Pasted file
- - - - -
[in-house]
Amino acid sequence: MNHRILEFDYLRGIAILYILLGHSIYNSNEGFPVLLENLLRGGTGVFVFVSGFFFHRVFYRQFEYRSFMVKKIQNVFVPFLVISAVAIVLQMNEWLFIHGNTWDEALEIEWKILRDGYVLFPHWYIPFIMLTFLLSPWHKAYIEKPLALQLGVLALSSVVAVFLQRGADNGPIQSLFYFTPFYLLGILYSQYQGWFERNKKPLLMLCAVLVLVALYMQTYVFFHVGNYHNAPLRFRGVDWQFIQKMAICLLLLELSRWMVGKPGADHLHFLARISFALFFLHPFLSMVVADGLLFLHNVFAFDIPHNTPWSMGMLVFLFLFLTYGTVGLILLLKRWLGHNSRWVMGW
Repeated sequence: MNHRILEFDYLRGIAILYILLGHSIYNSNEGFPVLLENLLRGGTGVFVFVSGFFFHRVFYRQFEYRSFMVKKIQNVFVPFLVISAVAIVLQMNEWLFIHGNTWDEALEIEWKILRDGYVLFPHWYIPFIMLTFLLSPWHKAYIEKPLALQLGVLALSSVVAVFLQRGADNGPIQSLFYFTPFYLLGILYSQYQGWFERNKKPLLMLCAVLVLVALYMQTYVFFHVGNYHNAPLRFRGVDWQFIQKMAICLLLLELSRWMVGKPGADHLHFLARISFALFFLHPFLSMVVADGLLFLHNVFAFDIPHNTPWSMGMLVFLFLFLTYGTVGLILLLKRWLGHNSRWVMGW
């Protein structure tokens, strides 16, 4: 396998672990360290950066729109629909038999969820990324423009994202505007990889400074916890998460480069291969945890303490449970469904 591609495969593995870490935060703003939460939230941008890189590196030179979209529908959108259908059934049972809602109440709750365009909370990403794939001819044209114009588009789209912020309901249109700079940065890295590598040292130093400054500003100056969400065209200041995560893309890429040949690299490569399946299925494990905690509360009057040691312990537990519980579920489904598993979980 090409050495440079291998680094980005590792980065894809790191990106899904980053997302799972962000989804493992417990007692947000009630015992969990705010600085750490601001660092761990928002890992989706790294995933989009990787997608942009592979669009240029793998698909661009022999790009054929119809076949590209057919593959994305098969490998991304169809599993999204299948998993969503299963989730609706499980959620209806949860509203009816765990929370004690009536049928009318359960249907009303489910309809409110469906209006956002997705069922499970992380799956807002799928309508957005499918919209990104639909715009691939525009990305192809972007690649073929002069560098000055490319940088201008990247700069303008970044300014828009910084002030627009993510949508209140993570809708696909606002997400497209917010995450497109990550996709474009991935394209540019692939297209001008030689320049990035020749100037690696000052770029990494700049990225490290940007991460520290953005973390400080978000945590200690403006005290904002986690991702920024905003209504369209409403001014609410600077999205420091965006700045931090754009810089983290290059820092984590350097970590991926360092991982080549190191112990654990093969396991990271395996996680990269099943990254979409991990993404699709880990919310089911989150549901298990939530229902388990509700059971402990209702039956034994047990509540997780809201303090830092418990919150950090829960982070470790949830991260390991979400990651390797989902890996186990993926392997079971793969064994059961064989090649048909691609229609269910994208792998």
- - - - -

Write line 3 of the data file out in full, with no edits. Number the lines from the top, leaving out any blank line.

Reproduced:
Repeated sequence: MNHRILEFDYLRGIAILYILLGHSIYNSNEGFPVLLENLLRGGTGVFVFVSGFFFHRVFYRQFEYRSFMVKKIQNVFVPFLVISAVAIVLQMNEWLFIHGNTWDEALEIEWKILRDGYVLFPHWYIPFIMLTFLLSPWHKAYIEKPLALQLGVLALSSVVAVFLQRGADNGPIQSLFYFTPFYLLGILYSQYQGWFERNKKPLLMLCAVLVLVALYMQTYVFFHVGNYHNAPLRFRGVDWQFIQKMAICLLLLELSRWMVGKPGADHLHFLARISFALFFLHPFLSMVVADGLLFLHNVFAFDIPHNTPWSMGMLVFLFLFLTYGTVGLILLLKRWLGHNSRWVMGW